28. Leplae R, Lima-Mendez G, Toussaint A. ACLAME: a CLAssification of Mobile genetic Elements, update 2010. Nucleic Acids Res. 2010;38:D57–61.View ArticleGoogle Scholar
  29. Kristensen DM, Kannan L, Coleman MK, Wolf YI, Sorokin A, Koonin EV, Mushegian A. A low-polynomial algorithm for assembling clusters of orthologous groups from intergenomic symmetric best matches. Bioinformatics. 2010;26:1481–7.View ArticleGoogle Scholar
  30. Akhter S, Aziz RK, Edwards RA. PhiSpy: a novel algorithm for finding prophages in bacterial genomes that combines similarity- and composition-based strategies. Nucleic Acids Res. 2012;40:e126.View ArticleGoogle Scholar
  31. Li J, Sung CY, Lee N, Ni Y, Pihlajamaki J, Panagiotou G, El-Nezami H. Probiotics modulated gut microbiota suppresses hepatocellular carcinoma growth in mice. Proc Natl Acad Sci U S A. 2016;113:E1306–15.View ArticleGoogle Scholar
  32. Li J, Rettedal E, van der Helm E, Ellabaan MMH, Panagiotou I, Sommer MOA: Antibiotic treatment drives the diversification of the human gut resistome. bioRxiv 2019:537670.Google Scholar
  33. Peng Y, Leung HC, Yiu SM, Chin FY. IDBA-UD: a de novo assembler for single-cell and metagenomic sequencing data with highly uneven depth. Bioinformatics. 2012;28:1420–8.View ArticleGoogle Scholar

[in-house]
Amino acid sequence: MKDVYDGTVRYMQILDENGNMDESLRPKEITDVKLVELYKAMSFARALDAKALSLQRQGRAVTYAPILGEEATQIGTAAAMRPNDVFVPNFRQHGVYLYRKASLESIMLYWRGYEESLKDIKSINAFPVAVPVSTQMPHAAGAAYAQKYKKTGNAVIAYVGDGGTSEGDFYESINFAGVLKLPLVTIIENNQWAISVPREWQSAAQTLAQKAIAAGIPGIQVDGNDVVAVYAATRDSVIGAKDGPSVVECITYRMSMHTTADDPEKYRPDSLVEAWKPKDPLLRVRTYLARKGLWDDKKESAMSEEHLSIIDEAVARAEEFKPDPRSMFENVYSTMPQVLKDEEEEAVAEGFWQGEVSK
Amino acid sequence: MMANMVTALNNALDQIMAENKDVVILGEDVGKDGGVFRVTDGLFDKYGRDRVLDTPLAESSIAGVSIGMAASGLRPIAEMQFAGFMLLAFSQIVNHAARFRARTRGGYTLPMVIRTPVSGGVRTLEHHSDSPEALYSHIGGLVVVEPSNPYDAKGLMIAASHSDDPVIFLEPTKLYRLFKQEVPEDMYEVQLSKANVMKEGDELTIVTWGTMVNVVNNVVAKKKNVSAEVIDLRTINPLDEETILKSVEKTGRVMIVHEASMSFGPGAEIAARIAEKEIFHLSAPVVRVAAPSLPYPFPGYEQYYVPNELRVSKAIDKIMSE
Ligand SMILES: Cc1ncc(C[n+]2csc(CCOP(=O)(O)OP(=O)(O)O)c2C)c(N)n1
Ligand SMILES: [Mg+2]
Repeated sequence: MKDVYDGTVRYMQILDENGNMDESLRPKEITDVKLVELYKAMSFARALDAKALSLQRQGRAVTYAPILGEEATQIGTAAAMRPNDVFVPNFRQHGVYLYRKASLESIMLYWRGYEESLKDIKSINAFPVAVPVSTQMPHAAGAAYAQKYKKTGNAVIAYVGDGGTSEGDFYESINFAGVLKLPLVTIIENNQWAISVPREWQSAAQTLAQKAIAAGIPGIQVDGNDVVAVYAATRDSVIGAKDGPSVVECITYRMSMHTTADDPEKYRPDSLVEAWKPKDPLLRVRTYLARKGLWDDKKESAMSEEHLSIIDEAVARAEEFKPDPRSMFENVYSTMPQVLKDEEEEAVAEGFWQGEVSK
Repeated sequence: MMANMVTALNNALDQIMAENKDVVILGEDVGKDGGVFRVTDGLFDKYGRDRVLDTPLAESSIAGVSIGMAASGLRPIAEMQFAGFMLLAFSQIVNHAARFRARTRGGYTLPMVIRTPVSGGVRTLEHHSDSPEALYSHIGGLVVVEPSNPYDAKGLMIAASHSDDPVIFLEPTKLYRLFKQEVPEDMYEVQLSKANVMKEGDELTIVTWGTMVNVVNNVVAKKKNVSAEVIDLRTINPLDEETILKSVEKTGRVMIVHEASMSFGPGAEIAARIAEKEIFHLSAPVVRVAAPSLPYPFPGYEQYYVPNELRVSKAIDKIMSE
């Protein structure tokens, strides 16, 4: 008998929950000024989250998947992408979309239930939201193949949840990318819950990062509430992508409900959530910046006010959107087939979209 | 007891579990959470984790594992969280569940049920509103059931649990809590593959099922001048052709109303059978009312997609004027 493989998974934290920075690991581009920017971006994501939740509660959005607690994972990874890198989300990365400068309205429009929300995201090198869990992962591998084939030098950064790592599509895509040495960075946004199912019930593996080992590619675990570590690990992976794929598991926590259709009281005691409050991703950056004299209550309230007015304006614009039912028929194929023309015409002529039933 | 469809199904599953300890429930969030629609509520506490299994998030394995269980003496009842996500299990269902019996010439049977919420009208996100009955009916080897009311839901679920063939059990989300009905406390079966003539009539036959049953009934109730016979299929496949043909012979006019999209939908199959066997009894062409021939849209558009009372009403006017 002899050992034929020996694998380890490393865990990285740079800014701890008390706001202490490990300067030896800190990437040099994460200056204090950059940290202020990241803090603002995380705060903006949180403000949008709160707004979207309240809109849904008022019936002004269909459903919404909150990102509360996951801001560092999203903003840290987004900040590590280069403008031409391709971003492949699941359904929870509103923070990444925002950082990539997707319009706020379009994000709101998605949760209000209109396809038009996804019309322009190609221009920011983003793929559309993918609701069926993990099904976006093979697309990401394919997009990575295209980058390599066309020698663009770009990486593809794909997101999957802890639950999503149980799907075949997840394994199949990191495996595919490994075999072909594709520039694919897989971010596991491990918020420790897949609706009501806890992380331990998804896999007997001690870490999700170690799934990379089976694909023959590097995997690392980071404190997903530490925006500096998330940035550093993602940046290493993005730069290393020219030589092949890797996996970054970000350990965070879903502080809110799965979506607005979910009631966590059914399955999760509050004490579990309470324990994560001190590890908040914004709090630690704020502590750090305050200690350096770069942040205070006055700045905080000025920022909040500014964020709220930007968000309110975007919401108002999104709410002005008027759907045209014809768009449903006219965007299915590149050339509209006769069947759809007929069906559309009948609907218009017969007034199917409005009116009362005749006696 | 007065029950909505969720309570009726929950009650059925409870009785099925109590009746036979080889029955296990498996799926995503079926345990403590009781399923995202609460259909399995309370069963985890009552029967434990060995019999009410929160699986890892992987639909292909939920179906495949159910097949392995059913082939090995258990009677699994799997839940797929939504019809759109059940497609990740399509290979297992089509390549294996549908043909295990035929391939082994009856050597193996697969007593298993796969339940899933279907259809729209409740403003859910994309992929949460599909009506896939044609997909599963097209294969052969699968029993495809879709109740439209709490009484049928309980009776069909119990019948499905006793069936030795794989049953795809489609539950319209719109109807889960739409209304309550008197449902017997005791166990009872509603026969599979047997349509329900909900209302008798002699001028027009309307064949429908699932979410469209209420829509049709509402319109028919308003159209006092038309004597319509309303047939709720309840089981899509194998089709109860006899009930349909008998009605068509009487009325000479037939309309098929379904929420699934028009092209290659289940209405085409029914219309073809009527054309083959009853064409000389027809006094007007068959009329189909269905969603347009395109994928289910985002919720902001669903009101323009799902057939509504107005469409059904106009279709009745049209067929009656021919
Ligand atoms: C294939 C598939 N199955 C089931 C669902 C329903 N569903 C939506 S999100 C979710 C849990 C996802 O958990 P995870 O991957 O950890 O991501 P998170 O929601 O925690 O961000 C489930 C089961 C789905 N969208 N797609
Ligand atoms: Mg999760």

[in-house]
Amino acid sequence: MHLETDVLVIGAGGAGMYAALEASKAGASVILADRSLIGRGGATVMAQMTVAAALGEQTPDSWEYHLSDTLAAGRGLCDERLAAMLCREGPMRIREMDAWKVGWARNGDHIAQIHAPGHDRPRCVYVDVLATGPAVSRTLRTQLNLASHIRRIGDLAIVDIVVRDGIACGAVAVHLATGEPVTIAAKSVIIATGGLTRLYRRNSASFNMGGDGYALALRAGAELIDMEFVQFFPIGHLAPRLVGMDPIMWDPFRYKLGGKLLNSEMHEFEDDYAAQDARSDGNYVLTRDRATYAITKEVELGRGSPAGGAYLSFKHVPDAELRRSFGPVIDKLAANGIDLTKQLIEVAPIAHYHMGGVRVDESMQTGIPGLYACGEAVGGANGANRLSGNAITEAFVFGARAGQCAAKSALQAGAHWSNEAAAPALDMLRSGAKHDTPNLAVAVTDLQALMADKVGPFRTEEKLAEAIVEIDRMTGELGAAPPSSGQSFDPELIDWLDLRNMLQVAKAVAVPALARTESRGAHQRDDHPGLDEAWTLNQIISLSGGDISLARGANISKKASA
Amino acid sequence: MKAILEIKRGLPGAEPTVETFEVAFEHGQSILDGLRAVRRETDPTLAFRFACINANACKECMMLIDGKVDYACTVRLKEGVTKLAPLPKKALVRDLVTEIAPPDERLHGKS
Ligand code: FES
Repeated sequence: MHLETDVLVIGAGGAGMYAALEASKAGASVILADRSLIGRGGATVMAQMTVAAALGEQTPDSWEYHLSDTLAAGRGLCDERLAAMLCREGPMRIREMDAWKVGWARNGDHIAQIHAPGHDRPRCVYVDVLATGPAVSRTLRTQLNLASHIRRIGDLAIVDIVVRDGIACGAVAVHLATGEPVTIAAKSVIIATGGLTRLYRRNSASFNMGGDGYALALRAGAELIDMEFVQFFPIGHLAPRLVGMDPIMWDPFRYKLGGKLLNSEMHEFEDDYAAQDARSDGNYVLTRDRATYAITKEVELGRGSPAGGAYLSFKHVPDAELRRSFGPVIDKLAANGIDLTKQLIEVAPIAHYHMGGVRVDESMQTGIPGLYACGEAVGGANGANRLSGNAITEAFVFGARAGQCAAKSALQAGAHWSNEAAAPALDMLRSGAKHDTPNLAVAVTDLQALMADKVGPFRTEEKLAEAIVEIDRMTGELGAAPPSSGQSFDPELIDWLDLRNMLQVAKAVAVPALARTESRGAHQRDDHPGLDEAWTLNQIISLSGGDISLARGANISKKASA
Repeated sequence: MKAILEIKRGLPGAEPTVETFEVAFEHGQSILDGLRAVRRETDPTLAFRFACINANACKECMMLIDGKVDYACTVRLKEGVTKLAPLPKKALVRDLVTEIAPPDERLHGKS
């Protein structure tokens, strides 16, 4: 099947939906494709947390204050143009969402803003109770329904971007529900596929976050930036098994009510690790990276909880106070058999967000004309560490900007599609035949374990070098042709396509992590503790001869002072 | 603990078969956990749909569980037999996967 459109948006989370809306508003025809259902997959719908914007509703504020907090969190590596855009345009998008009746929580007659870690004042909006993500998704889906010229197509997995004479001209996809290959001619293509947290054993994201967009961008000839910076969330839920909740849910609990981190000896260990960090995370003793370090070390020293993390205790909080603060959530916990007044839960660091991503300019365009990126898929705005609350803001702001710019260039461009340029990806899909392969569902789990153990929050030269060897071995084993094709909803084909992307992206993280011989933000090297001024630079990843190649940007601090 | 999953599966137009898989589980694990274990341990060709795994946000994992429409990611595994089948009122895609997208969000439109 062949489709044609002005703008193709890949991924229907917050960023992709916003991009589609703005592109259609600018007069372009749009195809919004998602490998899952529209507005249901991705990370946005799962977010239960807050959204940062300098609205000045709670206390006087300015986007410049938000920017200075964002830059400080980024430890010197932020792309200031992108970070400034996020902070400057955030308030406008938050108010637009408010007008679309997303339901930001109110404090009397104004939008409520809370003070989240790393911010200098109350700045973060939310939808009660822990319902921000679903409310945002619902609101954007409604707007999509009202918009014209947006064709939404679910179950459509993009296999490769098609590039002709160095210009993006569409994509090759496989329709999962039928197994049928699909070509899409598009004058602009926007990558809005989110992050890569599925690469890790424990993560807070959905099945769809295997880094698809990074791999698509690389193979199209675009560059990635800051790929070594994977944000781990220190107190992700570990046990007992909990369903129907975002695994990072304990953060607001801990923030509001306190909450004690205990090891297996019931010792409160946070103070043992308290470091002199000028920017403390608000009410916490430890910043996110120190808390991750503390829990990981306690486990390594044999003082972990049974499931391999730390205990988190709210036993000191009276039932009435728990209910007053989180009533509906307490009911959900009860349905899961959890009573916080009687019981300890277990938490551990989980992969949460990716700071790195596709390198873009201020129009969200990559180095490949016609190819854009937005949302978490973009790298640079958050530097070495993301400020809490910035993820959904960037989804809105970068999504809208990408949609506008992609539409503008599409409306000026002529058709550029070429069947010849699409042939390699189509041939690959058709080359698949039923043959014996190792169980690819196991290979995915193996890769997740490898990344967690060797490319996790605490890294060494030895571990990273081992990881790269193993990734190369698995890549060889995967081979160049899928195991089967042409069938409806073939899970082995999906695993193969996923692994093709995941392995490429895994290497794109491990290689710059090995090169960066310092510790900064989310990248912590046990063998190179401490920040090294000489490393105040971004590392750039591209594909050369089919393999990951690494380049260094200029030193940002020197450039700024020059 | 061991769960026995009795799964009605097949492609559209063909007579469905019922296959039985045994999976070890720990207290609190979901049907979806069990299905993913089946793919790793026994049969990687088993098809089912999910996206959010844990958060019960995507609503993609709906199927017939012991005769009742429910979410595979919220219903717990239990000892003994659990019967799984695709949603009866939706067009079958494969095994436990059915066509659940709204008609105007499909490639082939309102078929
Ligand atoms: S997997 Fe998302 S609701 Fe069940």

34. Besemer J, Borodovsky M. GeneMark: web software for gene finding in prokaryotes, eukaryotes and viruses. Nucleic Acids Res. 2005;33:W451–4.View ArticleGoogle Scholar
  35. Kanehisa M, Sato Y, Kawashima M, Furumichi M, Tanabe M. KEGG as a reference resource for gene and protein annotation. Nucleic Acids Res. 2016;44:D457–62.View ArticleGoogle Scholar
  36. Marchler-Bauer A, Panchenko AR, Shoemaker BA, Thiessen PA, Geer LY, Bryant SH. CDD: a database of conserved domain alignments with links to domain three-dimensional structure. Nucleic Acids Res. 2002;30:281–3.View ArticleGoogle Scholar
  37. Finn RD, Bateman A, Clements J, Coggill P, Eberhardt RY, Eddy SR, Heger A, Hetherington K, Holm L, Mistry J, et al. Pfam: the protein families database. Nucleic Acids Res. 2014;42:D222–30.View ArticleGoogle Scholar
  38. Li H, Durbin R. Fast and accurate short read alignment with Burrows-Wheeler transform. Bioinformatics. 2009;25:1754–60.View ArticleGoogle Scholar
  39. Bland C, Ramsey TL, Sabree F, Lowe M, Brown K, Kyrpides NC, Hugenholtz P. CRISPR recognition tool (CRT): a tool for automatic detection of clustered regularly interspaced palindromic repeats. BMC Bioinformatics. 2007;8:209.View ArticleGoogle Scholar
  40. Camacho C, Coulouris G, Avagyan V, Ma N, Papadopoulos J, Bealer K, Madden TL. BLAST+: architecture and applications. BMC Bioinformatics. 2009;10:421.View ArticleGoogle Scholar
  41. Wang Q, Garrity GM, Tiedje JM, Cole JR. Naive Bayesian classifier for rapid assignment of rRNA sequences into the new bacterial taxonomy. Appl Environ Microbiol. 2007;73:5261–7.View ArticleGoogle Scholar